The group was deported en masse by Stalin to Central Asia in 1944. Tens of thousands of them left Uzbekistan, where many lived, after violent clashes in the Fergana Valley in Uzbekistan in 1989. They are now mostly scattered throughout the former Soviet Union, especially in Azerbaijan and southern Russia. Estimates of their numbers range from 60,000 to 200,000.
Only about a thousand have returned to Georgia, despite a promise the government made when it joined the Council of Europe in 1999 to allow all Meskhetians willing to return to the country to come back within 12 years.
The first Meskhetians came to Samtredia of their own accord in 1975. Gradually the small settlement grew. In Soviet times there was a small cattle farm on the territory of the present-day village. "People are private farmers now," said Vazha Kokhreidze. "Meskhetians live like Imeretians [east Georgians]. They have neither gas nor electricity. Like the locals, they don't pay their land rates or utility bills. But they do have fertile lands, a school, cattle, a policeman, and a doctor. Their birth rates are also high - out of 16 infants in Ianeti as a whole, 12 are from their community."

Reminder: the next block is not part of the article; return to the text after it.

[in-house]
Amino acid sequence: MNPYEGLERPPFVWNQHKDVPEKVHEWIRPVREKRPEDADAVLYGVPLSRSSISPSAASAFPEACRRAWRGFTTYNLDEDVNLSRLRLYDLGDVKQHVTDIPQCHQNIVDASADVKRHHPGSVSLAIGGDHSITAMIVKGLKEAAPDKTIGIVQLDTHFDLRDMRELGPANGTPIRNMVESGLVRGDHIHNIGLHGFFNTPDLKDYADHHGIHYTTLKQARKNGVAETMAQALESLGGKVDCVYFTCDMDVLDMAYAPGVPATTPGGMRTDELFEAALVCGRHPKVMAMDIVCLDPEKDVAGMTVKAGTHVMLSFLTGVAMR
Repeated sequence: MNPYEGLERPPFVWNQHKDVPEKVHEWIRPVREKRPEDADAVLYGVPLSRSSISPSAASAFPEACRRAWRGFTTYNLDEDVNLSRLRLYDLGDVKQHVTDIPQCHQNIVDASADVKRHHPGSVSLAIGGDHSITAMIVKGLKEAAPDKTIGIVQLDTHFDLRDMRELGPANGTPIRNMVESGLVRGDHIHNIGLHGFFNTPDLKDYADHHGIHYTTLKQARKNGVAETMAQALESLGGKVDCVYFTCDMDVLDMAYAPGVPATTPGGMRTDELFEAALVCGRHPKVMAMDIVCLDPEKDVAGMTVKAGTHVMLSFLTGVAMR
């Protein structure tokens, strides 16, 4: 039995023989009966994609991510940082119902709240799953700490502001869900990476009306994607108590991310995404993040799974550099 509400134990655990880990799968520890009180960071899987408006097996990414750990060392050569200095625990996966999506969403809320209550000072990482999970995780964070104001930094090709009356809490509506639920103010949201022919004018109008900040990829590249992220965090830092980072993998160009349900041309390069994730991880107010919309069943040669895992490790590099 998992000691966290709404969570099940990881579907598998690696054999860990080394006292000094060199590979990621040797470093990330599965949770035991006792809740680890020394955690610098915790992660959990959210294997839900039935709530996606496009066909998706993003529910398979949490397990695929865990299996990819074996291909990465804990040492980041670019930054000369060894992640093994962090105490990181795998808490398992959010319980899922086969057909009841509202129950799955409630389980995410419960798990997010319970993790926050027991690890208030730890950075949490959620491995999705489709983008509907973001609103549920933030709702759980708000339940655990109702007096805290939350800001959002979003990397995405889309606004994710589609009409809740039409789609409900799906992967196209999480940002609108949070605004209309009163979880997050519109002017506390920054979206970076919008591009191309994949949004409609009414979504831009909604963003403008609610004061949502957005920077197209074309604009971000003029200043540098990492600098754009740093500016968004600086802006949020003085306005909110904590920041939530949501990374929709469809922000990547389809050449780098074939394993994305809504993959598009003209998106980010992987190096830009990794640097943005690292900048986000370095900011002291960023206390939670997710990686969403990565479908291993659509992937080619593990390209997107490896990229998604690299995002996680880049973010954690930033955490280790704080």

The community counts itself as Muslim. "Rather, we are half Muslims," said 57-year-old Telman Eristavi. "There is no polygamy here, and we drink wine-with pleasure, but in moderation. The women are the bosses in our families. This is because they bring money into the house, and they're the ones who manage it."
Eristavi noted that his community still faced a few insults, "Georgians call us Turks, the Turks call us Gurdj-ogly [son of a Georgian], which is very offensive. We are just like Georgians, no worse then them. Talk like that has to stop."